HOW EXACTLY would you define inflation (and/or deflation) in terms of the EVE economy ?


In/Deflation is simply measured by indicies. It's a given that there is economic growth in EVE's economy. Thus it's an useless variable to even consider.


Quote:
DO YOU THINK we are experiencing inflation or deflation in EVE right now ? And where/why/how exactly ?


We have probably been experiencing inflation in the T2 market lately due to the POS exploit. The rest of the market is probably a bit more stable, but there might be both inflation and deflation at any given time.

Cor Aidan
Shore Leave
Posted - 2009.01.24 14:17:00 - [3]
 

Edited by: Cor Aidan on 24/01/2009 15:32:03
Edited by: Cor Aidan on 24/01/2009 15:28:25
Edit: Clarified definition in first paragraph.

I have to agree with LaVista here: inflation only makes sense when applied to a specific set of goods and/or services. Once that set of goods and services is defined, inflation is simple and is just purely "higher nominal prices for the same goods at the same level of supply and demand."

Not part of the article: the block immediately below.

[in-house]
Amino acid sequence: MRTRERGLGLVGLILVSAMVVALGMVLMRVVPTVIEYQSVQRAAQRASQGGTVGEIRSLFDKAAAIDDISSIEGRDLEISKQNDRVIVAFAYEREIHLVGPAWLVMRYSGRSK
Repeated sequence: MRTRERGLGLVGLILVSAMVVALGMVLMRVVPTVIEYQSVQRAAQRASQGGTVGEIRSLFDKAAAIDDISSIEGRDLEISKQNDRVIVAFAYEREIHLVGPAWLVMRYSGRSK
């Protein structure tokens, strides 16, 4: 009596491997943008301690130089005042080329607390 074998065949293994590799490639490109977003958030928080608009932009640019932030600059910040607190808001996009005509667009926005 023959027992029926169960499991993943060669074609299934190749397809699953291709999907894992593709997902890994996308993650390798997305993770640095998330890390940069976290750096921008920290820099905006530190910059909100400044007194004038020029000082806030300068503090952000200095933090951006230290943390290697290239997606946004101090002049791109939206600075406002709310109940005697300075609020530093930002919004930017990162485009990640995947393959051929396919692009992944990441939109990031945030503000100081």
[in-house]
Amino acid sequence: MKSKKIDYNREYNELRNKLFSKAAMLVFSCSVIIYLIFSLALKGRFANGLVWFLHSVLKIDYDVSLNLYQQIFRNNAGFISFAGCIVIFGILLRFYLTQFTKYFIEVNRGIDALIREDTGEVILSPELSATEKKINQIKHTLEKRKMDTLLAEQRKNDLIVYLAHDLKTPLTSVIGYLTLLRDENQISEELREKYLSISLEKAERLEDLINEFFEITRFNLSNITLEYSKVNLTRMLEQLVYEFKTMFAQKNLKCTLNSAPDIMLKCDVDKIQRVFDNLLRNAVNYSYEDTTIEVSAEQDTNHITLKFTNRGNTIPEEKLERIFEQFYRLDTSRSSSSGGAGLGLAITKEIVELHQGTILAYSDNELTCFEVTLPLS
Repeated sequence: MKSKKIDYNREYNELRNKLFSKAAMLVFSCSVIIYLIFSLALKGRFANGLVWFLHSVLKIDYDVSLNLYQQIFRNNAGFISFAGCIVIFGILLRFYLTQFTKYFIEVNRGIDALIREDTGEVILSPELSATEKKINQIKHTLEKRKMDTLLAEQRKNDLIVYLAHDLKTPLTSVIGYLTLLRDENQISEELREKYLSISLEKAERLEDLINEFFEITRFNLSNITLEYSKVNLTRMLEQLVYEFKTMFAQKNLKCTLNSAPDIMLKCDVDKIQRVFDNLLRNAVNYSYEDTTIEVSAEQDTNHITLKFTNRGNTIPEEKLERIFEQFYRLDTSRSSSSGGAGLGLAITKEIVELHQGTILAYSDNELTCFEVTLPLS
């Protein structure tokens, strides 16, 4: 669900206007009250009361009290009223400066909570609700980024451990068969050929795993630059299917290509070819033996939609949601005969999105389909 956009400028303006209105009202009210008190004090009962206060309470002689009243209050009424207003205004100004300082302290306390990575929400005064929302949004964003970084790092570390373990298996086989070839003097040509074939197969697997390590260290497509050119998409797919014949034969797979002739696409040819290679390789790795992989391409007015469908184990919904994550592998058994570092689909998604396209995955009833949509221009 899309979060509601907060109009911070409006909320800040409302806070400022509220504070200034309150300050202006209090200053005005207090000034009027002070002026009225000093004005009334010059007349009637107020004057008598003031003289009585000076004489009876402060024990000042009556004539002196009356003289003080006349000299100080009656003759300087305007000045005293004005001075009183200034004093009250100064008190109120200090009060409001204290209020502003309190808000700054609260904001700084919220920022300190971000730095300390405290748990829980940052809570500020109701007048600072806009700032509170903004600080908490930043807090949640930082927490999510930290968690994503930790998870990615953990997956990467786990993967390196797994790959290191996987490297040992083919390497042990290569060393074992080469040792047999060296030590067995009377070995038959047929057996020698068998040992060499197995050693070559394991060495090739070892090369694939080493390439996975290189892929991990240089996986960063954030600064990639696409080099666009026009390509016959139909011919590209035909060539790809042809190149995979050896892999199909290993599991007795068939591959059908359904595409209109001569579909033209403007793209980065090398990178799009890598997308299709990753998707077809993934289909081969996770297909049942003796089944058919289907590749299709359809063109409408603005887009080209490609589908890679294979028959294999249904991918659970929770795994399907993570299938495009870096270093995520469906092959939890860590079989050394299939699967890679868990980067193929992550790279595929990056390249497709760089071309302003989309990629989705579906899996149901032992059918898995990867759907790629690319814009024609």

So if you look only at Tritanium (a pretty small basket to be sure) you have inflation and deflation all the time when the prices change. This works oddly enough because there is no substitute for Trit.

The way I look at it in terms of the broad category of EvE isn't some specific bit of goods though, I prefer this question: Does it take more or less time now to obtain some set of goods? Granted, this doesn't just include monetary effects but also "quality of life". Essentially, does a pilot have to work more or less for a given set of goods?

Given that, the EvE universe is large enough that some regions can inflate while others deflate. So you can't say "there is inflation in all of EvE" but you may be able to say that there is in certain regions.

In all, I think the point is generally moot anyway, because at the end of the day the real damage from inflation or deflation due to lending effects is not present in EvE. That is, the monetary cycles in eve are not strongly coupled with wealth production in EvE. That is: even if people stop spending isk (causing prices to drop) it probably does not result in a lack of availability of goods (due to job losses, etc.). This is where the correlation to the real world breaks down, because in EvE you can always keep making more stuff even if the price of everything were zero or infinite.

So unless you're wholly focused on isk and assets, talking about inflation doesn't really have any bearing on what activities are available to the larger EvE community.

Shirley Serious
Amarr
The Khanid Sisters of Athra